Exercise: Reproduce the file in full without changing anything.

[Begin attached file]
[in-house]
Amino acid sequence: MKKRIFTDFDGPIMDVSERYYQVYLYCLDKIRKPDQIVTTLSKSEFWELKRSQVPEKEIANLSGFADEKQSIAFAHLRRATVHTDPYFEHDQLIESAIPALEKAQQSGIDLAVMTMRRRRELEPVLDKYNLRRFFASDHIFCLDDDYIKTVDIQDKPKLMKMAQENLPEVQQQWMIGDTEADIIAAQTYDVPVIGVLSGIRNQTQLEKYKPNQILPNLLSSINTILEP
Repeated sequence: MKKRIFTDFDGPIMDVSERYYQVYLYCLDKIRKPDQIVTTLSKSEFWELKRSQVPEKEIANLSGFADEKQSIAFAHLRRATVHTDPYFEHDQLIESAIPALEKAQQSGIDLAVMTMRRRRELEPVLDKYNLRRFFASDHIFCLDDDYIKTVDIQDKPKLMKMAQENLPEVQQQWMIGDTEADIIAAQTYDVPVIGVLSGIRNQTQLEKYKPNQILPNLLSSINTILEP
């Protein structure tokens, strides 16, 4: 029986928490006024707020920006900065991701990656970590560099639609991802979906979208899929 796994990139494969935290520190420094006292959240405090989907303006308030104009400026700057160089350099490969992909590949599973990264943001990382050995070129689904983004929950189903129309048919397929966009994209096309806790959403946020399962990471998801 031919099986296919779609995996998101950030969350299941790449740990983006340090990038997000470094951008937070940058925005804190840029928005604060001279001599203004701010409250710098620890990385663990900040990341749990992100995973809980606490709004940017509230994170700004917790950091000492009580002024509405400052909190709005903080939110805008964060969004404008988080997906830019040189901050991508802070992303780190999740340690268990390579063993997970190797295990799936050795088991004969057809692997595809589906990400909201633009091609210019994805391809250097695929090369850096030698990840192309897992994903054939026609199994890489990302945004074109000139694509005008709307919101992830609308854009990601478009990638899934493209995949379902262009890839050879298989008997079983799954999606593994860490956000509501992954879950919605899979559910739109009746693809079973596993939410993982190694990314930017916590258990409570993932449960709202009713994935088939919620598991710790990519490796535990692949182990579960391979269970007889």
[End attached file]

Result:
[in-house]
Amino acid sequence: MKKRIFTDFDGPIMDVSERYYQVYLYCLDKIRKPDQIVTTLSKSEFWELKRSQVPEKEIANLSGFADEKQSIAFAHLRRATVHTDPYFEHDQLIESAIPALEKAQQSGIDLAVMTMRRRRELEPVLDKYNLRRFFASDHIFCLDDDYIKTVDIQDKPKLMKMAQENLPEVQQQWMIGDTEADIIAAQTYDVPVIGVLSGIRNQTQLEKYKPNQILPNLLSSINTILEP
Repeated sequence: MKKRIFTDFDGPIMDVSERYYQVYLYCLDKIRKPDQIVTTLSKSEFWELKRSQVPEKEIANLSGFADEKQSIAFAHLRRATVHTDPYFEHDQLIESAIPALEKAQQSGIDLAVMTMRRRRELEPVLDKYNLRRFFASDHIFCLDDDYIKTVDIQDKPKLMKMAQENLPEVQQQWMIGDTEADIIAAQTYDVPVIGVLSGIRNQTQLEKYKPNQILPNLLSSINTILEP
């Protein structure tokens, strides 16, 4: 029986928490006024707020920006900065991701990656970590560099639609991802979906979208899929 796994990139494969935290520190420094006292959240405090989907303006308030104009400026700057160089350099490969992909590949599973990264943001990382050995070129689904983004929950189903129309048919397929966009994209096309806790959403946020399962990471998801 031919099986296919779609995996998101950030969350299941790449740990983006340090990038997000470094951008937070940058925005804190840029928005604060001279001599203004701010409250710098620890990385663990900040990341749990992100995973809980606490709004940017509230994170700004917790950091000492009580002024509405400052909190709005903080939110805008964060969004404008988080997906830019040189901050991508802070992303780190999740340690268990390579063993997970190797295990799936050795088991004969057809692997595809589906990400909201633009091609210019994805391809250097695929090369850096030698990840192309897992994903054939026609199994890489990302945004074109000139694509005008709307919101992830609308854009990601478009990638899934493209995949379902262009890839050879298989008997079983799954999606593994860490956000509501992954879950919605899979559910739109009746693809079973596993939410993982190694990314930017916590258990409570993932449960709202009713994935088939919620598991710790990519490796535990692949182990579960391979269970007889």